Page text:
Land Board Authorizes Archaeological and Environmental Reviews Of Areas Covered By Proposed Land Exchange On MauiPosted on Jan 10, 2014 in Announcements
DEPARTMENT OF LAND AND NATURAL RESOURCES
WILLIAM J. AILA JR,
For Immediate News Release January 10, 2014
LAND BOARD AUTHORIZES ARCHAEOLOGICAL AND
ENVIRONMENTAL REVIEWS OF AREAS
COVERED BY PROPOSED LAND EXCHANGE ON MAUI
KAHULUI — The Board of Land and Natural Resources (BLNR) today authorized the Department of Land and Natural Resources (DLNR) to seek bids to conduct an archaeological inventory survey (AIS) and environmental review (EA) necessary to explore a proposed land exchange agreement between the state and Haleakala Ranch that that the department believes will ensure public access to a disputed hiking trail, and create a new access route to two large forest reserves on the leeward slope of Haleakala.
The Land Board made clear that it was approving further study of the proposed transaction only and that it would decide on the merits only after this further study with appropriate public input is completed. The Land Board declined at this time to also authorize the DLNR chairperson to negotiate and execute an agreement with Haleakala Ranch Co. and agree, in principle, to terms for a potential exchange of lands.
Once the reviews are conducted Division of Forestry and Wildlife staff will return to the board for further decision making. In addition, under state law, any such proposed land exchange would also require consideration by the state legislature.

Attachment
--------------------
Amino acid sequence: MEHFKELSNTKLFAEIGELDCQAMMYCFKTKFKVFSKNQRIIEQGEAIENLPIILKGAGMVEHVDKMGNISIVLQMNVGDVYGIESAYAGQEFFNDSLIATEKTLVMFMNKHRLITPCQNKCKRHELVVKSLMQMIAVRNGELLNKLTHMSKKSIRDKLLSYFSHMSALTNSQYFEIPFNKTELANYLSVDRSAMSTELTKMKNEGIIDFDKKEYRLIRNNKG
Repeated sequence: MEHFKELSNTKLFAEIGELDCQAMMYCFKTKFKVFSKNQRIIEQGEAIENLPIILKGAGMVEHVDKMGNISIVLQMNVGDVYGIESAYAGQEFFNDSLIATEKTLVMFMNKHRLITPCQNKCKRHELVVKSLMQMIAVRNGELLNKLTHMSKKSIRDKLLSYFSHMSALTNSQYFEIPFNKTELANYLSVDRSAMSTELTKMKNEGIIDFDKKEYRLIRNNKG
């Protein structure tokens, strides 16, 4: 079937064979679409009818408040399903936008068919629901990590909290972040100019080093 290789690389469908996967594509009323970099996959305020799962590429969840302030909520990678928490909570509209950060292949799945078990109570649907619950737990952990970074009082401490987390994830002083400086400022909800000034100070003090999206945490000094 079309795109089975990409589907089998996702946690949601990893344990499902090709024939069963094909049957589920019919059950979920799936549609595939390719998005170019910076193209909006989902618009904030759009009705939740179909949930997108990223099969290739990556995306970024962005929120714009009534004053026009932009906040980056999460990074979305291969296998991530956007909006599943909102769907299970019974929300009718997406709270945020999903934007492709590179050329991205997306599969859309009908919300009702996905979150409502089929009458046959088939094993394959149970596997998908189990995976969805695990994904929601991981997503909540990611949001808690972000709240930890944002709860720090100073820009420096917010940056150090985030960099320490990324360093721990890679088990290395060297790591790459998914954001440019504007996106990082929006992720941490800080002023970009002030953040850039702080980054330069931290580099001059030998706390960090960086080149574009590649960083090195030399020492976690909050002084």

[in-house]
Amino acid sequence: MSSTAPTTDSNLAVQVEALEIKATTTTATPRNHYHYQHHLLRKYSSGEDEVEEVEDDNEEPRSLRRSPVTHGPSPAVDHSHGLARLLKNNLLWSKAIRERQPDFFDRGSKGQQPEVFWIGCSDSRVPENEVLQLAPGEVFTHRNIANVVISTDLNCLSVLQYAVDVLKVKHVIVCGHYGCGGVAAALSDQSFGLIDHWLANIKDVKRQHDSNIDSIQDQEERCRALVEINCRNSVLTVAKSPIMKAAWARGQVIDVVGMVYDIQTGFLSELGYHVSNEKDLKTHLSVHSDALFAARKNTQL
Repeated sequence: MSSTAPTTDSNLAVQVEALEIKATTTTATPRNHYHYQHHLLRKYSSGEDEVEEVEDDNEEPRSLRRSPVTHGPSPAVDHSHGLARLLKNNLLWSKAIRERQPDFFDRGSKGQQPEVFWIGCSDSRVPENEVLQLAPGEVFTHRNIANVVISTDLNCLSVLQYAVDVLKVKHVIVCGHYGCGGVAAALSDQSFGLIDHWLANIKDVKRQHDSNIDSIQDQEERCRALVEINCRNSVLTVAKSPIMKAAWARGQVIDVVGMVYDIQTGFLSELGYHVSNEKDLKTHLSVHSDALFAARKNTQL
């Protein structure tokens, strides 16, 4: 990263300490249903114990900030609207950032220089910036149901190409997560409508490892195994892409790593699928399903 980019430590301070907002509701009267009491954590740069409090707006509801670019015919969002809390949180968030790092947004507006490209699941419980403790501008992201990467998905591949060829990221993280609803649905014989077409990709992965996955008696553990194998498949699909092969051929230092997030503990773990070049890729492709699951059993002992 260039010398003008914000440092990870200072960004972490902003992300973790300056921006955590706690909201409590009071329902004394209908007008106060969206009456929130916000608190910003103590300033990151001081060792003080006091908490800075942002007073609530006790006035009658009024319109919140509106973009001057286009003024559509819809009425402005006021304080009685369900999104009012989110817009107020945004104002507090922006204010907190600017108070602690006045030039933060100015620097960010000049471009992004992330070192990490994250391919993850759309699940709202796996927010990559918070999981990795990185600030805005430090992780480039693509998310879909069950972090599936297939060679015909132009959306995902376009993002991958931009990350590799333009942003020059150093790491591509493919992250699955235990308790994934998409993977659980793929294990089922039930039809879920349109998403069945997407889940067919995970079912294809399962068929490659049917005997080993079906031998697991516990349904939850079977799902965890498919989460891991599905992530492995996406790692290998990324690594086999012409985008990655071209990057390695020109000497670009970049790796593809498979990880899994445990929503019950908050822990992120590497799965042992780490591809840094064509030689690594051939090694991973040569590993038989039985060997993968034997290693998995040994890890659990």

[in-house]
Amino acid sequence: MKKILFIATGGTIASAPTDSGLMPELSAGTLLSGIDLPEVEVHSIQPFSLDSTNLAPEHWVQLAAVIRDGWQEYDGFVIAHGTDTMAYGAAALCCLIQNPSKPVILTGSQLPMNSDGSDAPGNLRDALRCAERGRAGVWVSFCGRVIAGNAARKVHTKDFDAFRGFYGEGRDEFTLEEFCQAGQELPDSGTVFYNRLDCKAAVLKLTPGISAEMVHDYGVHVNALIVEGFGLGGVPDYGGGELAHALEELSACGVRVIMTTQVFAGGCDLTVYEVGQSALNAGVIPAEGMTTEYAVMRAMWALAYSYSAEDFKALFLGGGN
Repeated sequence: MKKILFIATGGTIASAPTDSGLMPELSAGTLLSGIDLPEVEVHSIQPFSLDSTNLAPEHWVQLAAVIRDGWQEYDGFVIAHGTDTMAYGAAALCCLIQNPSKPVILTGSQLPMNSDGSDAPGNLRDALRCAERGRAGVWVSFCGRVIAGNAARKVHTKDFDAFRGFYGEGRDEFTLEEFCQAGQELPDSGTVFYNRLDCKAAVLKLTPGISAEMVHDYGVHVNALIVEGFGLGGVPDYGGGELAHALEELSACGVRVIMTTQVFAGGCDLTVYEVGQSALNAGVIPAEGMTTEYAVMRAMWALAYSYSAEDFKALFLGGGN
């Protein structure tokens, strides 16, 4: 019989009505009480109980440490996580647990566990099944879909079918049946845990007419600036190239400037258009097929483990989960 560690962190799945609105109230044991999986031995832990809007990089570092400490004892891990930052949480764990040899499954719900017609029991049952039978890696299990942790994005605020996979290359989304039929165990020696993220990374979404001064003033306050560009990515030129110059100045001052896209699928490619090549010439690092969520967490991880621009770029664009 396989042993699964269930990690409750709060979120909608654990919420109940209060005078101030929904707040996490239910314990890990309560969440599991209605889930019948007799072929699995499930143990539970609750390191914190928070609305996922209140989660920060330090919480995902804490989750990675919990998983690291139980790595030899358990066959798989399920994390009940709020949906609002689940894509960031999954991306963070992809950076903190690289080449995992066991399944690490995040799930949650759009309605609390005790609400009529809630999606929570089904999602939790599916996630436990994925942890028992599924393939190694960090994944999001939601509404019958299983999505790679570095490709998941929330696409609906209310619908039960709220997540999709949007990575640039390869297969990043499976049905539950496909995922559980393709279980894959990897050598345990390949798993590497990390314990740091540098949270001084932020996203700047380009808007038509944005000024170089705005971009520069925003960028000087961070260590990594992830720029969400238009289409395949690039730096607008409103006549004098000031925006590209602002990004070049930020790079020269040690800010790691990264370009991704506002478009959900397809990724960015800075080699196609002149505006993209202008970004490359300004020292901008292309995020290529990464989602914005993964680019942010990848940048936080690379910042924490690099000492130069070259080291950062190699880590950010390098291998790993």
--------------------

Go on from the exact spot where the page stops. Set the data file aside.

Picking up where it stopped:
One of the alternatives to be considered would include the state relinquishing title to the Haleakala Bridle Trail but maintaining a binding, perpetual agreement for public access to the trail. In exchange, the state would receive a perpetual easement that would allow for a new public access route to its Kahikinui Forest Reserve and Na Kula Natural Area Reserve.
The reserves, located on the upper slopes of leeward Haleakala, comprise more than 3,500 acres of outstanding opportunities for back country hiking, hunting, camping, and nature experience, and are important sites for several department initiatives, including watershed restoration and recovery of endangered species, such as the Maui Parrotbill.
“The Department supports the further study needed to consider fully this proposed land exchange. We are looking for the solution with the greatest public benefit”said William Aila, Chairperson of the Board of Land and Natural Resources.
Hawaii is unique among the states in that is has a law that can ensure public ownership of certain trails if it can be determined that those trails were in existence at the time of the original law signed by Queen Liliuokalani in 1892, or if other criteria are met. In practice, however, determining whether a particular trail meets the requirements under the law can be technically and legally challenging, requiring extensive research, documentation, and in some cases, litigation.
A purported historic route to the summit of Haleakala represents such a case. While public access advocates have claimed that the historic trail, known as the Bridle Trail or Haleakala Trail, falls under the state law, the landowner has vigorously disagreed. As a result, the access advocates have sued and the case is pending in court.
The recommended studies will ensure that all natural, cultural, and historic features of the Haleakala trail and the proposed Wailaulau access are identified, protected, and preserved.. The Department will explore additional alternatives and we look forward to working in partnership with the landowner, with stakeholders and the community to come up with the greatest public benefit.
Public Information Specialist